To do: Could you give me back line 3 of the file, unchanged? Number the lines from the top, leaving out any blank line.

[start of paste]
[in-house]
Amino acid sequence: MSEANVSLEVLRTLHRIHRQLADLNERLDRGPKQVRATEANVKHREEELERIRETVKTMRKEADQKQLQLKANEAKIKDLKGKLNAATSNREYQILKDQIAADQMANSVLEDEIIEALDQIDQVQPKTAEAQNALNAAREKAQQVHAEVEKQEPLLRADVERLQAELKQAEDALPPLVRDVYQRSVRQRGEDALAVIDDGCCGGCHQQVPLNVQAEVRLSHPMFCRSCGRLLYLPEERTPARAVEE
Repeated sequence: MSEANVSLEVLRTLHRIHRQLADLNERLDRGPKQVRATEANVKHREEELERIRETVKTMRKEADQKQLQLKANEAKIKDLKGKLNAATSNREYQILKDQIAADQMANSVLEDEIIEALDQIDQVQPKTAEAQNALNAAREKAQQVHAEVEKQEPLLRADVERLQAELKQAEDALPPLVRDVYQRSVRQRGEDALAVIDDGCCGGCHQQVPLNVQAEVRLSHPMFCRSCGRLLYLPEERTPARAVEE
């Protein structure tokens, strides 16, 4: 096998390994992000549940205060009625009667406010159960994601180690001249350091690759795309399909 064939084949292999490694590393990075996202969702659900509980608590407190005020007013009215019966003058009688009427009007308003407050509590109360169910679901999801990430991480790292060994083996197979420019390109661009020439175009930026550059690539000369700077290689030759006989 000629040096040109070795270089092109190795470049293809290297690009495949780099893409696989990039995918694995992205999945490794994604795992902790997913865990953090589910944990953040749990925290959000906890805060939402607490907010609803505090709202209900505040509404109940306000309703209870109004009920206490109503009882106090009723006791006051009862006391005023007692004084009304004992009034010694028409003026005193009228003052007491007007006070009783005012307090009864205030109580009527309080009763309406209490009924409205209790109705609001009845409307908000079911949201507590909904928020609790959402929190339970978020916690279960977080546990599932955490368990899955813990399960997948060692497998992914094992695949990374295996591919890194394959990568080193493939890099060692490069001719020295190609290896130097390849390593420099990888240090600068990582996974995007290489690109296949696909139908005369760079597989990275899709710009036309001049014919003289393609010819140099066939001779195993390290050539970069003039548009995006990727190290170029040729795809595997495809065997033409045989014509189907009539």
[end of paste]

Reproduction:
Repeated sequence: MSEANVSLEVLRTLHRIHRQLADLNERLDRGPKQVRATEANVKHREEELERIRETVKTMRKEADQKQLQLKANEAKIKDLKGKLNAATSNREYQILKDQIAADQMANSVLEDEIIEALDQIDQVQPKTAEAQNALNAAREKAQQVHAEVEKQEPLLRADVERLQAELKQAEDALPPLVRDVYQRSVRQRGEDALAVIDDGCCGGCHQQVPLNVQAEVRLSHPMFCRSCGRLLYLPEERTPARAVEE